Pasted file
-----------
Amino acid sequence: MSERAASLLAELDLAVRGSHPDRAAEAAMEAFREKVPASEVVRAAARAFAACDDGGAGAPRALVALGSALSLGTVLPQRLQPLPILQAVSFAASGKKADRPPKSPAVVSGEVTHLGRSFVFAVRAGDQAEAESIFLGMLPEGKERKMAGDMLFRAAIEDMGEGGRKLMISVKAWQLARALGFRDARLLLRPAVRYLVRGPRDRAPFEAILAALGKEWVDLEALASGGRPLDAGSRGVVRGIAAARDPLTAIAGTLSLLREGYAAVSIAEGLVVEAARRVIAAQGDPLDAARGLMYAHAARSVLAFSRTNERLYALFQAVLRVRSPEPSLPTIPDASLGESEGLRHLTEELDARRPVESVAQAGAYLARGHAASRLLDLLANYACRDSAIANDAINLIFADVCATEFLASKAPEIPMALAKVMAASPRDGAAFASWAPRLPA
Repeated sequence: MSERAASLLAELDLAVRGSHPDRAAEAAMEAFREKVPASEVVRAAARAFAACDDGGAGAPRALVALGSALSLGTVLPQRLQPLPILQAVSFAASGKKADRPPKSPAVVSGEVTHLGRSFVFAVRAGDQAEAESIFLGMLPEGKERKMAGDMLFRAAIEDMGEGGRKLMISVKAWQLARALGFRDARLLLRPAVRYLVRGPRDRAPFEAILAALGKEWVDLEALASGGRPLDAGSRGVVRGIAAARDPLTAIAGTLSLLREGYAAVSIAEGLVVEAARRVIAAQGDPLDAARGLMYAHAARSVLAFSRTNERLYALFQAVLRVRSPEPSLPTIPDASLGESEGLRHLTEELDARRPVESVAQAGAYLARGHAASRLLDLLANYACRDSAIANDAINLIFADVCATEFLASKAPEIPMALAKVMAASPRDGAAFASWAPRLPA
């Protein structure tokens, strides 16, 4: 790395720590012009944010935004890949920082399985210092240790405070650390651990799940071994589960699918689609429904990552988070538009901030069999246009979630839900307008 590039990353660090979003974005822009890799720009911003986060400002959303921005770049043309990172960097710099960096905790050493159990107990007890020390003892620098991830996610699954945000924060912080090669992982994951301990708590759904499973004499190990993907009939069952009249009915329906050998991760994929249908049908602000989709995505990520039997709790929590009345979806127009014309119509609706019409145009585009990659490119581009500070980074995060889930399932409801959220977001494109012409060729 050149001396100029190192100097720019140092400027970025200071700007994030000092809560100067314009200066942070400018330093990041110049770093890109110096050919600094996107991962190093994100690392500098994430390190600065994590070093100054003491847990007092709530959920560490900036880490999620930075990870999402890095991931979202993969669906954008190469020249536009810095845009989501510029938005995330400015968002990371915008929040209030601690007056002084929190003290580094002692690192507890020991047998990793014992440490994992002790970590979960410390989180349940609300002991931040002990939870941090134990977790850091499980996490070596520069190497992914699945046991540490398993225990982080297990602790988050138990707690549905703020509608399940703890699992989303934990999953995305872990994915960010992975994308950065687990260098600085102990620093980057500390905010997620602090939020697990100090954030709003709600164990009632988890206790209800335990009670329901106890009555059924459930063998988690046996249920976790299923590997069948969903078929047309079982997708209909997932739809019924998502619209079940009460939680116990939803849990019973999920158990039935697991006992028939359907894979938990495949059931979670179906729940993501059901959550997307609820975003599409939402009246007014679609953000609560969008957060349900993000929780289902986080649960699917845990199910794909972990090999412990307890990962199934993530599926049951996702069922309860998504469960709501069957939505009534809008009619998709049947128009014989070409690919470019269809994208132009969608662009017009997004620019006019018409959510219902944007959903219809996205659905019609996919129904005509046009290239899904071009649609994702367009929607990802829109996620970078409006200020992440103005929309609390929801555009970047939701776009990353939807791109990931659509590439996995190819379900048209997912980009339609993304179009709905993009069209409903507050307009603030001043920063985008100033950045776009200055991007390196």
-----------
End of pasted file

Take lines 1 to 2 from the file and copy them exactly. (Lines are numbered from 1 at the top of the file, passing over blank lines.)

Amino acid sequence: MSERAASLLAELDLAVRGSHPDRAAEAAMEAFREKVPASEVVRAAARAFAACDDGGAGAPRALVALGSALSLGTVLPQRLQPLPILQAVSFAASGKKADRPPKSPAVVSGEVTHLGRSFVFAVRAGDQAEAESIFLGMLPEGKERKMAGDMLFRAAIEDMGEGGRKLMISVKAWQLARALGFRDARLLLRPAVRYLVRGPRDRAPFEAILAALGKEWVDLEALASGGRPLDAGSRGVVRGIAAARDPLTAIAGTLSLLREGYAAVSIAEGLVVEAARRVIAAQGDPLDAARGLMYAHAARSVLAFSRTNERLYALFQAVLRVRSPEPSLPTIPDASLGESEGLRHLTEELDARRPVESVAQAGAYLARGHAASRLLDLLANYACRDSAIANDAINLIFADVCATEFLASKAPEIPMALAKVMAASPRDGAAFASWAPRLPA
Repeated sequence: MSERAASLLAELDLAVRGSHPDRAAEAAMEAFREKVPASEVVRAAARAFAACDDGGAGAPRALVALGSALSLGTVLPQRLQPLPILQAVSFAASGKKADRPPKSPAVVSGEVTHLGRSFVFAVRAGDQAEAESIFLGMLPEGKERKMAGDMLFRAAIEDMGEGGRKLMISVKAWQLARALGFRDARLLLRPAVRYLVRGPRDRAPFEAILAALGKEWVDLEALASGGRPLDAGSRGVVRGIAAARDPLTAIAGTLSLLREGYAAVSIAEGLVVEAARRVIAAQGDPLDAARGLMYAHAARSVLAFSRTNERLYALFQAVLRVRSPEPSLPTIPDASLGESEGLRHLTEELDARRPVESVAQAGAYLARGHAASRLLDLLANYACRDSAIANDAINLIFADVCATEFLASKAPEIPMALAKVMAASPRDGAAFASWAPRLPA